And this month’s Juhi Chawla Award for Playing Against Type goes to… Satish Kaushik, the cuddly Calendar from Mr. India who plays Reddygaru in Lakshmi. We first see him as he alights from a car in the outskirts of Hyderabad. He’s clad in a white shirt, a white dhoti, and from his shoulder hangs a neatly pressed angavastram, which, of course, no human of the male persuasion south of the Vindhyas will be seen without, even while taking a shower. Reddygaru runs a cathouse, and he likes young girls. From a row of prospects brought in by Chinna (Nagesh Kukunoor, attired like a death-metal guitarist, with one fingernail painted a bright red), Reddygaru picks the 14-year-old Lakshmi (Monali Thakur), takes her home, makes her feel comfortable, and, when she least expects it, he rapes her. The scene is terrifying – it goes where rape scenes rarely go. We’re used to the male gaze, with the gradual stripping of the victim – the sari coming off, the blouse torn, the bra strap seen. But here, we see what Lakshmi sees when Reddygaru takes his clothes off. Kaushik is huge. He towers over the tiny Lakshmi like a monster from myth. He throws her on the bed, and literally engulfs her. He’s her “first,” and he obliterates her earlier existence.
The most affecting parts of Nagesh Kukunoor’s new film, based on a true story, are these vignettes of horror. Sometimes, these horrors are overt – as when Chinna wields a club, one end of which is pocked with nails. (It’s like a toothbrush designed by the Marquis de Sade.) Or when Lakshmi tries to escape from the whorehouse she’s sent to, only to be captured and brought back to the sight of everyone else wearing livid welts, being punished for her dreams of freedom.
But other times, these are silent horrors – as when Amma (Vibha Chibber) sees Lakshmi being taking away by Reddygaru and begins to boil water and sets out a bottle of Dettol. She knows she has to clean Lakshmi up when that door opens, and we wonder how long she has been doing this, and what brought her to this. Not a trace of emotion crosses her face when she tends to the broken Lakshmi, lying before her, legs splayed. She could be wiping dust from bookshelves.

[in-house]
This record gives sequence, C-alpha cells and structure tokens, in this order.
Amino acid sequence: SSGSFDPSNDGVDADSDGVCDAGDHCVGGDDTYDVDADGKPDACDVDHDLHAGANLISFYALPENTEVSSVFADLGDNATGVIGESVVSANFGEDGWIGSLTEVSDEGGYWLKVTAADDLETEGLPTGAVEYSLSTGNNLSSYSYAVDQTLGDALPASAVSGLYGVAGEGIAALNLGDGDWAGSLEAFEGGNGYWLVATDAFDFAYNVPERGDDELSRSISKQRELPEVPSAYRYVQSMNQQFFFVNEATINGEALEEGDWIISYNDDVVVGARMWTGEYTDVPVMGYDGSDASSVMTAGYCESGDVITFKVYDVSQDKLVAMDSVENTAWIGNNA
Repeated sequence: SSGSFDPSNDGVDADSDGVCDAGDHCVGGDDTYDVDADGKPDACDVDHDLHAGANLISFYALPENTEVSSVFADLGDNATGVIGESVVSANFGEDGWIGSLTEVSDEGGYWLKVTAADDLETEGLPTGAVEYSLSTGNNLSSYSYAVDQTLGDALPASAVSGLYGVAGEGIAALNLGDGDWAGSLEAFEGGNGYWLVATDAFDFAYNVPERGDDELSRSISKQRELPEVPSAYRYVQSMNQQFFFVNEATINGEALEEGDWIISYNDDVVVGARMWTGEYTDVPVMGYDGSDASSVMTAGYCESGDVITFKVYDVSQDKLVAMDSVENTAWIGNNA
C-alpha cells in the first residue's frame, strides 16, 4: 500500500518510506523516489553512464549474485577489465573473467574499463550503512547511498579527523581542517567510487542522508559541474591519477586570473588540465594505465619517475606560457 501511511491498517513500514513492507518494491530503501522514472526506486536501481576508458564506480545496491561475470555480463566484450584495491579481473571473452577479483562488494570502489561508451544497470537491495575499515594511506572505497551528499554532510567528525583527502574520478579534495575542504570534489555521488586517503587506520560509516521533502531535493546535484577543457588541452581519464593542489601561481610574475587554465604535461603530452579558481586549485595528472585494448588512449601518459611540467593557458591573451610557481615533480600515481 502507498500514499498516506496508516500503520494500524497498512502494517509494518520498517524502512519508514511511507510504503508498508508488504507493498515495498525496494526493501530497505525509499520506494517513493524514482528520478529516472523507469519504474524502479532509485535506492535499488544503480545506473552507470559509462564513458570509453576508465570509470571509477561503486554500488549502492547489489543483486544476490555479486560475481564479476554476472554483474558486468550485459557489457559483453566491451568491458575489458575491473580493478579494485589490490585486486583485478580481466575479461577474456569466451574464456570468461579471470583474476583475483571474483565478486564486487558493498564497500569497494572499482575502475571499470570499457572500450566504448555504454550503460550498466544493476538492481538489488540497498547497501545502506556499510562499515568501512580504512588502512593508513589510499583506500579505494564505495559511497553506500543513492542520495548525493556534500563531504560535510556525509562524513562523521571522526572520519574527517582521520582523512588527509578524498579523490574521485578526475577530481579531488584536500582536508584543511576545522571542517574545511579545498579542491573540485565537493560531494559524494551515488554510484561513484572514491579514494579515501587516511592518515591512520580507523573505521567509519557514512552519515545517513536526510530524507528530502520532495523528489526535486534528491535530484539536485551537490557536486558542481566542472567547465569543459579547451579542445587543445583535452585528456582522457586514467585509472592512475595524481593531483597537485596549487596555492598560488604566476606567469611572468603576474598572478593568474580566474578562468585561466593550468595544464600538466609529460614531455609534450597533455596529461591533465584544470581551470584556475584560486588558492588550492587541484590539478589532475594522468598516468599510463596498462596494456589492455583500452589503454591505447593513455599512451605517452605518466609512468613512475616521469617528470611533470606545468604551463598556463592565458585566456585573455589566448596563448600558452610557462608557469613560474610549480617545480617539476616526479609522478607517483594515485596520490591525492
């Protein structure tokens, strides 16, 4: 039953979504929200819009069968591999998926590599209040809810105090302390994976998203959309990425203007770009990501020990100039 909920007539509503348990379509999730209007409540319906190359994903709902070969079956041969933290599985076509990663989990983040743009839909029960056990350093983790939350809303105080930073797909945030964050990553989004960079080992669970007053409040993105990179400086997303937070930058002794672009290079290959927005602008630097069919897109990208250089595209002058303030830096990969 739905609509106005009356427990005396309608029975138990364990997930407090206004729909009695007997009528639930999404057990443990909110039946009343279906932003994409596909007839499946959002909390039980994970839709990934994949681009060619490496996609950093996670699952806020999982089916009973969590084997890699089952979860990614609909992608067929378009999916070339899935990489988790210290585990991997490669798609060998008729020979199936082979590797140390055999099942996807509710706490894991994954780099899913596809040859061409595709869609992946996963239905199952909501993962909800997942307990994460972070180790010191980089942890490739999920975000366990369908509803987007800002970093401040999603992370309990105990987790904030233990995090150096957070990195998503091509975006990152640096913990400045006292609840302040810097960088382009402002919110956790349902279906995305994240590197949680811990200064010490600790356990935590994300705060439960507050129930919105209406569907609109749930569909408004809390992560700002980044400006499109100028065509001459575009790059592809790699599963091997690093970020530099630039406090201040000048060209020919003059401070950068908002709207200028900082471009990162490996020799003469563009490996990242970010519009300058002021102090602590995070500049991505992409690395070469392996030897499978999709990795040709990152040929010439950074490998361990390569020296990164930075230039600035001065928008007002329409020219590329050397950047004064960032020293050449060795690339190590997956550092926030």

How much of this is exploitative and how much is necessary to tell us what really goes on with little girls who are sold for tens of thousands and resign themselves to selling their bodies? Take the average Hollywood sex scene. It’s beautifully lit. There’s not a drop of sweat on the bodies. The saxophone masks the grunts, the sounds of flesh slapping against flesh. This is the idea of a sex scene, the carnal answer to elevator music. We know what’s supposed to be going on, but we don’t really get into it. Now take a Lars von Trier sex scene. It’s so graphic that we are forced to respond, both to what’s happening on screen as well as our own reactions, both physical and psychological. The latter is what Kukunoor is going for, with the jars of vaginal cream, the old men, the young men, the man who wears a wig, the repeated washing of Lakshmi’s barely mature sex organs, the pieces of padding slipped into her blouse, the bottle of booze that makes it all go away till the next customer violates her and leaves her cold sober. By immersing us into Lakshmi’s new life, Kukunoor gives us a guided tour of this particular hell. “Narak mein jaaoge,” Lakshmi spits at Jyoti (a moving Shefali Shah), the madam. Her reply: “We’re already there.”
After a point, Lakshmi gets used to it, and in her roommate Swarna (Flora Saini) we see what Lakshmi might be like in ten years. Swarna is so convinced she belongs here that when Lakshmi tries to run away – again – and is brought back, she asks her why she wants to escape. She seems genuinely surprised that someone would want to leave this life.
As long as we stay in the whorehouse, Lakshmi is a powerful social document. Is it cinematic? Sure. But it’s also eye-opening in the way non-fiction pieces are, detailing the hows and whats and whys of people we know little about, these victims of human trafficking. When Lakshmi makes a fuss about going into a room with a client, Jyoti whispers to her that the more she resists the more turned on he’s going to be, so why give him that pleasure? It’s like a parent playing mind games with a child who’s scared of stepping into the pool. Jyoti isn’t just the mother figure here, she’s actually a mother. In a matter-of-fact scene, set elsewhere, she sits with her daughter, a future engineer, and says, “Teri padhaai khatam, mera kaam khatam.” There are no tears. There’s only the ice cream in her hand.
After a solidly unsentimental first half – marred only by needless flashes to Lakshmi’s earlier life, in green-tinted frames – the film morphs into a stodgy courtroom drama. It’s as if Kukunoor lost interest after a while. It becomes very predictable. Lakshmi is rescued, and with the aid of a right-minded lawyer (Ram Kapoor) she decides to expose the villains who brought her to this racket. We’ve seen these theatrics before – the efforts to embarrass the plaintiff, intimidate her, bribe her, the last-minute witness, the shocking revelations. It may have been what actually happened, but it’s trite cinema. Monali Thakur gives a brave performance, but gradually she becomes less of an individual and more of one of those kinds of template-heroines whose stories we’re asked to bring handkerchieves for at the movies. The real-life Lakshmi deserved better.
* angavastram = an expanse of cloth draped over the shoulder
* “Narak mein jaaoge” = you will go to hell
* “Teri padhaai khatam, mera kaam khatam” = I’ll stop working when you finish your studies
Copyright ©2014 Baradwaj Rangan. This article may not be reproduced in its entirety without permission. A link to this URL, instead, would be appreciated.